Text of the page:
- Racial and ethnic diversity of Veteran VHA User population is increasing, particularly in younger groups and women.
- Greater VA ambulatory care utilization by racial/ethnic groups that are traditionally underserved in the private sector compared with utilization by White Veterans.
- Prevalence of diagnosed conditions – higher in racial/ethnic minorities in VA versus in broader U.S., but lower in racial/ethnic minorities in VA compared with White Veterans in VA.
Health and Healthcare for Women Veterans in VHA
- Women are one of the fastest growing populations in VHA, representing nearly 7% of VHA patients in FY13 (380,000 women). Since continued growth in the women Veteran population is expected, VHA must continue to strategically plan for capacity and services to meet the healthcare needs of women Veterans across the lifespan, and to provide equitable, high quality care for women Veterans at all sites of care.
- Despite their younger average age, women have higher or similar rates of most diagnosed condition domains compared to men. Among the most common conditions in women Veterans are cardiovascular risk factors (e.g., hypertension, lipid disorders, obesity), mental health conditions (e.g., depression, anxiety and PTSD), musculoskeletal conditions (e.g., joint disorders, spine disorders), and reproductive health conditions (e.g., menopausal disorders, menstrual disorders).
Health and Healthcare for Older Veterans in VHA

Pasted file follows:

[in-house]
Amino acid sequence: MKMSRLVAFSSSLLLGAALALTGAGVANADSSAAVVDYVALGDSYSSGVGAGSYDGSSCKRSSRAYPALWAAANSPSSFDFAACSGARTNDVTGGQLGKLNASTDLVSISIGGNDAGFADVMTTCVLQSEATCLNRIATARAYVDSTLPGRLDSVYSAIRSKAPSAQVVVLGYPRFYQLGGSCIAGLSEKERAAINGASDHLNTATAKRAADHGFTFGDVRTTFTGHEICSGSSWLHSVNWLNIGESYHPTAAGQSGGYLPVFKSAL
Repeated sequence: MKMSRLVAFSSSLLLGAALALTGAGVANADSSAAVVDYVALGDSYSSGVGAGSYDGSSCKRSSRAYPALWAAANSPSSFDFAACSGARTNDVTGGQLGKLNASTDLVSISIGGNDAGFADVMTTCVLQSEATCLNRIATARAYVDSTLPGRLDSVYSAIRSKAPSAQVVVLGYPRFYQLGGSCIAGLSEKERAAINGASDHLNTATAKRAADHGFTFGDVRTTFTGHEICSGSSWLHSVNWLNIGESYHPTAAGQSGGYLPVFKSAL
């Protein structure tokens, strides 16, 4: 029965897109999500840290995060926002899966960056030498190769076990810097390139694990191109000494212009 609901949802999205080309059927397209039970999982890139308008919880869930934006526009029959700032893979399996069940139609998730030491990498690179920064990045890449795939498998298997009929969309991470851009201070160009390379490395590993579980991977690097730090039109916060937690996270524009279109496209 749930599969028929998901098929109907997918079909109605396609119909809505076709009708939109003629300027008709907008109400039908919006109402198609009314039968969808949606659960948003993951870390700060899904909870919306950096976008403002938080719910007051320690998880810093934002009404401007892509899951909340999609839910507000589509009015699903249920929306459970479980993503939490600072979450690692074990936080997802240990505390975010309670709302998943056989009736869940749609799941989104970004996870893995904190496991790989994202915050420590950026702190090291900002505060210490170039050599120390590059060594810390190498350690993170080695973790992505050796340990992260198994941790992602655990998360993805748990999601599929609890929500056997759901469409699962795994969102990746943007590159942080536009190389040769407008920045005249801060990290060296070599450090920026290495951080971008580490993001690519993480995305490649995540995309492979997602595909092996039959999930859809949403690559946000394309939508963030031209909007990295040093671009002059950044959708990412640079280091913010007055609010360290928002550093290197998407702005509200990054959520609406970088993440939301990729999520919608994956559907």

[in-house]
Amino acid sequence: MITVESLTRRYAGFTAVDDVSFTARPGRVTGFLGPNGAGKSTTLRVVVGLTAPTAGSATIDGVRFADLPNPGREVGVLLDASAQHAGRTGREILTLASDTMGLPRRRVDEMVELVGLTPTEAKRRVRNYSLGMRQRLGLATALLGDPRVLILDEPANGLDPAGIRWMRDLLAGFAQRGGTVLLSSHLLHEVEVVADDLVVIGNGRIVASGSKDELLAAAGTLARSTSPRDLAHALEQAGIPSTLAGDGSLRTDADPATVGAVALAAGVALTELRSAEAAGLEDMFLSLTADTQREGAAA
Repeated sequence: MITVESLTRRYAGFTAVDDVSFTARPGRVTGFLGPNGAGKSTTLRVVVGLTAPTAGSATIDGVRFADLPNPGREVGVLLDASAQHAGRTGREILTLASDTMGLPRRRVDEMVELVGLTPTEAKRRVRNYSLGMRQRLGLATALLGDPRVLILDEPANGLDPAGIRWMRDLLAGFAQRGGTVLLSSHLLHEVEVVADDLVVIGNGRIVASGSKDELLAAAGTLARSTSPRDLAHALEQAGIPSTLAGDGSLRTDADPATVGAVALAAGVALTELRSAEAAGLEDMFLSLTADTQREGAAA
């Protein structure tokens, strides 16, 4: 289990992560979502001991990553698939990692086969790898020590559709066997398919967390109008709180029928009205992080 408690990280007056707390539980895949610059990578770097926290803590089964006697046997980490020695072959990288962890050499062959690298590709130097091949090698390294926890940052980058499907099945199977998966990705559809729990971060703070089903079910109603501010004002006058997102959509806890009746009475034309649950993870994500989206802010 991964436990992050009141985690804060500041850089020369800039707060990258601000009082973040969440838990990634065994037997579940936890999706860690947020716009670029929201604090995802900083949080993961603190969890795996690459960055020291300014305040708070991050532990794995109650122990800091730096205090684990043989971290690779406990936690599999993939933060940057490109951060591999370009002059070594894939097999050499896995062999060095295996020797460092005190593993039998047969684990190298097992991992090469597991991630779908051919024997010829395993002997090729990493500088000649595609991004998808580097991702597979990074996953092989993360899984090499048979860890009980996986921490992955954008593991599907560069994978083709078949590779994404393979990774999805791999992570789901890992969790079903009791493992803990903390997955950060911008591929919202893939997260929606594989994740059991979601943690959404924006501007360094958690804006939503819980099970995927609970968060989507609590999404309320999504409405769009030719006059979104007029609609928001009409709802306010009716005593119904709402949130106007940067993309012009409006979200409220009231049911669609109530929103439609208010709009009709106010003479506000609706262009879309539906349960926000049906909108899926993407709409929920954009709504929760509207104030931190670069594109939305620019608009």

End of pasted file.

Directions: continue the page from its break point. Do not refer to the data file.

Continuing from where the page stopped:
- 46% of Veteran VHA users are age 65 and older. This percentage is projected to increase and to become more diverse.
- The population of older Veterans face an increased burden of chronic disease, polypharmacy, functional decline and geriatric syndromes.
- Older Veterans are more likely to live in rural locations compared to their younger counterparts.
Health and Healthcare for Veterans in Rural Areas
- Overall, the distribution of diagnosed conditions between rural and urban Veterans are largely similar, with rural Veterans having higher diagnosed rates of some conditions (e.g., diabetes and COPD) while urban Veterans have higher diagnosed rates of other conditions (e.g., HIV and Hepatitis C).
- Disparities in health outcomes are largely a result of geographic differences in delivery of and access to quality care, which encompasses differences in prevention, diagnosis, screening, outreach, and clinical service delivery.
- Understanding how rurality impacts health goes beyond exploring rates of health conditions, and should explore differences in health outcomes, in treatment provision, and in health behaviors, to name a few.
Health and Healthcare for Veterans with Serious Mental Illness
- Similar to the Veteran population on the whole, Veterans with serious mental illness have high rates of hypertension and lipid disorders. On top of those disorders, the Veteran population with serious mental illness also has a very high rate of tobacco use. These are each significant risk factors for coronary heart disease.
- Compared to the Veteran population on the whole, the Veteran population with serious mental illness had considerably more burden from psychosocial factors and housing insufficiency.
- Compared to the Veteran population on the whole, the Veteran population with serious mental illness had higher rates of dental disorders and dental caries.